Potent, If Predictable Wallop
Color You, an alt-rock unit residing in the sparky interiors of Los Angeles , awards its new album the heady appellation The Grand Trine. Stepping beyond the title’s intent to perplex and bewilder, we learn through a swift Google search that the phrase indicates “ …a planetary pattern composed of three or more planets in a chart located at the vertices of an imaginary equilateral triangle. Usually all three planets are in the same element (fire, earth, air or water)…”
The attraction to the phrase and the concept it allusively describes is understandable, as it’s been an unwritten rule since rock and roll became abbreviated to the more serious brevity of “rock” in the Sixties and young bands , taking after the cowpoke existentialism of Dylan and the elegant gentrification of the Beatles’ music and lyric approaches, need to conceptualize on a more ambitious scale: esoteric thematics, abstruse lyrics, bits of incidental noise and anything else that saves the 4/4 from being mere dance music decorated with moon/June cliches. As with most bands trying to get across something more between-the-lines than curb-side specific, the Color You’s idea to suggest something metaphysical is afoot separate from what’s happening in the street is a tad pretentious , and the band’s decision to include what sounds like spoken word snippets to bookend the start and finish of this album underscores the impulse to seem profound .
It’s an empty gesture, and unneeded, but we’re fortunate that as alt-rockers fashioning themselves after power chord savants like the Pixies, Nirvana or Modest Mouse at their most engaged, Color You has the flair,the panache, the raining megaton guitar grit to move the reluctant listener quickly past their objections and land them in a hook-heavy stream of fine, riffing teenage angst, confusion, ire and irony.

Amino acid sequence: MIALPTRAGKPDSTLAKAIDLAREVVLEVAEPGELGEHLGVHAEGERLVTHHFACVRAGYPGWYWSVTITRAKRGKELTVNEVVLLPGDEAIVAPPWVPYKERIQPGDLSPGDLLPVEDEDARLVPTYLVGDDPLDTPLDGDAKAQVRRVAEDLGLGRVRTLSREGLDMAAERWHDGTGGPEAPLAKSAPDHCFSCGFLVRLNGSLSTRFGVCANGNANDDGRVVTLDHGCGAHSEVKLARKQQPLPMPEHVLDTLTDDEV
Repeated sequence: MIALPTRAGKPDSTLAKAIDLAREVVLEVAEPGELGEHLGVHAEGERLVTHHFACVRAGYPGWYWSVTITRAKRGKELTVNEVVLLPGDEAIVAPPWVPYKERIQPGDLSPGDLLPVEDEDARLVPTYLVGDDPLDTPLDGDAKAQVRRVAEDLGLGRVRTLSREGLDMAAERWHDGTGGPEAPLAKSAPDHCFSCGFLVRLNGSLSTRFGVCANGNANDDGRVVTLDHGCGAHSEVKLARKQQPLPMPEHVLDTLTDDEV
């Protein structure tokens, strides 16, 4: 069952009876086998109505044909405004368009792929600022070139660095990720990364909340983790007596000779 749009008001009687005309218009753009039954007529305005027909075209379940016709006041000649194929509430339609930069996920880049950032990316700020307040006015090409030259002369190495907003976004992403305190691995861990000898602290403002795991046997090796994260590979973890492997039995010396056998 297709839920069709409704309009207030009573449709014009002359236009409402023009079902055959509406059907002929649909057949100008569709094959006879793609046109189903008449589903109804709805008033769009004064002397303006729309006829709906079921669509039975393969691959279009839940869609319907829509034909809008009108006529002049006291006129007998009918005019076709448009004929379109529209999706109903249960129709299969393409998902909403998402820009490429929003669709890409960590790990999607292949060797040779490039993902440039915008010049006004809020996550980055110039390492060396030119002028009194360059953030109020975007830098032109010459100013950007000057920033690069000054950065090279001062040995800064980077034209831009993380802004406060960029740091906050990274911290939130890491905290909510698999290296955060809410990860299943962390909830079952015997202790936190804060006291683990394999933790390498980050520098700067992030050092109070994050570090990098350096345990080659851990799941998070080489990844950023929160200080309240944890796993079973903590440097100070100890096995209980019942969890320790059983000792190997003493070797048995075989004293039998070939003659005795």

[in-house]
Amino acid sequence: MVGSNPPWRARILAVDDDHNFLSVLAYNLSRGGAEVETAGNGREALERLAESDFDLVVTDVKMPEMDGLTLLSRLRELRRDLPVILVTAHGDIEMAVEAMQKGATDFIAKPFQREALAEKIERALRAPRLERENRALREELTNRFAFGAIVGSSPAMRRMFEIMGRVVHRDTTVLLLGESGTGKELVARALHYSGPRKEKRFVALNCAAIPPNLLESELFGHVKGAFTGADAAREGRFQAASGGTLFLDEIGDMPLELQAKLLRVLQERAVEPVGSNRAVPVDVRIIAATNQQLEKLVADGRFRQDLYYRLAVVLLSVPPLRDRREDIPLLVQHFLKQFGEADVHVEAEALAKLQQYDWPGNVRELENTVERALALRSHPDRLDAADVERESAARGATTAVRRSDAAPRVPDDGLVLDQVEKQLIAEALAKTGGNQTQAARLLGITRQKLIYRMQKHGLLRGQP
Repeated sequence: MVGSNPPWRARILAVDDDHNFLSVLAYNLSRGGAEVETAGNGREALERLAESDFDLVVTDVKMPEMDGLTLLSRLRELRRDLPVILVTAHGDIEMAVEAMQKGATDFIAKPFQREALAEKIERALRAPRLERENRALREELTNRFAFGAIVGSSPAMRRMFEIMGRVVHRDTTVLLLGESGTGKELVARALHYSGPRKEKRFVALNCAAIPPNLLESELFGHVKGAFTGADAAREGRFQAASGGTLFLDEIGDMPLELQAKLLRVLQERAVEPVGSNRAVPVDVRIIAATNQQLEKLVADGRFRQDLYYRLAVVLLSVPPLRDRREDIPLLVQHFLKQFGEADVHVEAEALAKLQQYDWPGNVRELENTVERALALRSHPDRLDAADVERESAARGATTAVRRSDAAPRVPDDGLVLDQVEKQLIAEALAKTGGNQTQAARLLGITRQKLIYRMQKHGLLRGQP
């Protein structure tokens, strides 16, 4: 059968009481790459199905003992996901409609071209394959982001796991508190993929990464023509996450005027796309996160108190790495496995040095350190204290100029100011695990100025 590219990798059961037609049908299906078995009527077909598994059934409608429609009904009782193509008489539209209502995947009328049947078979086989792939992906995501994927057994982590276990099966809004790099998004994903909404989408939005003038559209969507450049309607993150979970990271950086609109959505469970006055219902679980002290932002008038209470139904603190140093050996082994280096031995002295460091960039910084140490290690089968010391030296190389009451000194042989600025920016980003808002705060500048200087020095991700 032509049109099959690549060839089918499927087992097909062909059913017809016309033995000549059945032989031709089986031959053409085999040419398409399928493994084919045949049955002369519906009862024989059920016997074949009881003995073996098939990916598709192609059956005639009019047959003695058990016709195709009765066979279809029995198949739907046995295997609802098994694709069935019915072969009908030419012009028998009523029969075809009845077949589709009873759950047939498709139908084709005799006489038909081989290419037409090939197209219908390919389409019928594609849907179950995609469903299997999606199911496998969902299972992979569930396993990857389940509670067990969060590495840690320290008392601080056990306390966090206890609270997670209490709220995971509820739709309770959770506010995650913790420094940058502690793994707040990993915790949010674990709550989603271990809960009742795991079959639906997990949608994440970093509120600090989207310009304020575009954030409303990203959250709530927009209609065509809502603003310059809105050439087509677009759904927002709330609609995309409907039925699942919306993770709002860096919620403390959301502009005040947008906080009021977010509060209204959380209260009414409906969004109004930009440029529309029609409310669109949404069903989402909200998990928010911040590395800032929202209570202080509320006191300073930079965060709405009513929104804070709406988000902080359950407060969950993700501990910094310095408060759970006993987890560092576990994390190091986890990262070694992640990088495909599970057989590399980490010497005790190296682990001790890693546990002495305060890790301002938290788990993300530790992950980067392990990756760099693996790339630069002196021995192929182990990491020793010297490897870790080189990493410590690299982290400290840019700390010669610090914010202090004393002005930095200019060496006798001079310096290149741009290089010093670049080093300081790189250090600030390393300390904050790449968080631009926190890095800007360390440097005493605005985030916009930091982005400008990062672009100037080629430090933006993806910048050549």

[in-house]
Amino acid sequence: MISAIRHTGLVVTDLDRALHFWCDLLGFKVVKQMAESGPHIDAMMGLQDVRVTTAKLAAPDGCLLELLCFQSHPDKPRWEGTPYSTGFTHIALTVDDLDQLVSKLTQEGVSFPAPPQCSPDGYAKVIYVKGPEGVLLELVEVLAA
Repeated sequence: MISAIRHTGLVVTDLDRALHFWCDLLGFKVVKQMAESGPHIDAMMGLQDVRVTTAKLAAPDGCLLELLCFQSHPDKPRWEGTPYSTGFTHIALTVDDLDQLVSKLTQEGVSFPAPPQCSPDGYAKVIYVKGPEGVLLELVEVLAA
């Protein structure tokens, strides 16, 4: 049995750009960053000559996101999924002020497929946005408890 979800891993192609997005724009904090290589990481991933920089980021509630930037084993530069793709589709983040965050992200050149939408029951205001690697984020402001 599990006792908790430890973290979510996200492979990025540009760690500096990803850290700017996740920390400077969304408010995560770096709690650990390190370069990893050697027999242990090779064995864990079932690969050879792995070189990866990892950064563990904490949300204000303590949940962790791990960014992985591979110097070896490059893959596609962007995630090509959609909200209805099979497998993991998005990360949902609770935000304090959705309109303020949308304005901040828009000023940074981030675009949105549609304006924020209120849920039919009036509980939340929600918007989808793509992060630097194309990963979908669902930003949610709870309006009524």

There are no bold innovations in the form here, no musical adventures geared to dismantle and reconstruct rock and roll as we know, and that is an aspect that is the band’s strength. Members Ben Ross (vocals/guitar), Brian Han (bass/vocals), Drew Stutz (drums) and Theo Eckhardt (guitar/vocals), above all else, put together first-rate rockers, propulsive guitar riffage that propels, sweeps along and drapes over the material , major , minor and diminished keys highlighted as the materials’ simple but effective demand, with a solid thump and push of bass and busy drums making this wall of sound tilt, swerve and rock in turns of emphasis that are unexpected and wonderful. Superb lead vocals from Ben Ross make the difference as well, the array of approaches being convincingly servile, nervous, raging, or crooning romantic as need be, often times in the same song.
Ross’s singing provides a focal point through this albums sweetly distorted chord variations, apply a tangibly human expression to the constant grind of a hard rock tirelessly replicating the dynamics of a world that will not stop because you’re confused, angry, hurt, or even in love to the bone. Ross is the voice of a young man making sense of his life through whatever paces daily life can put him through. Down to it, Color You is credible mainstream rock, unpretentious, riveting, varied, packing a wallop. I am hoping their penchant to package themselves as deep thinkers pass. For rock and roll, whatever the pedigree, it’s best to keep it real than to make it profound.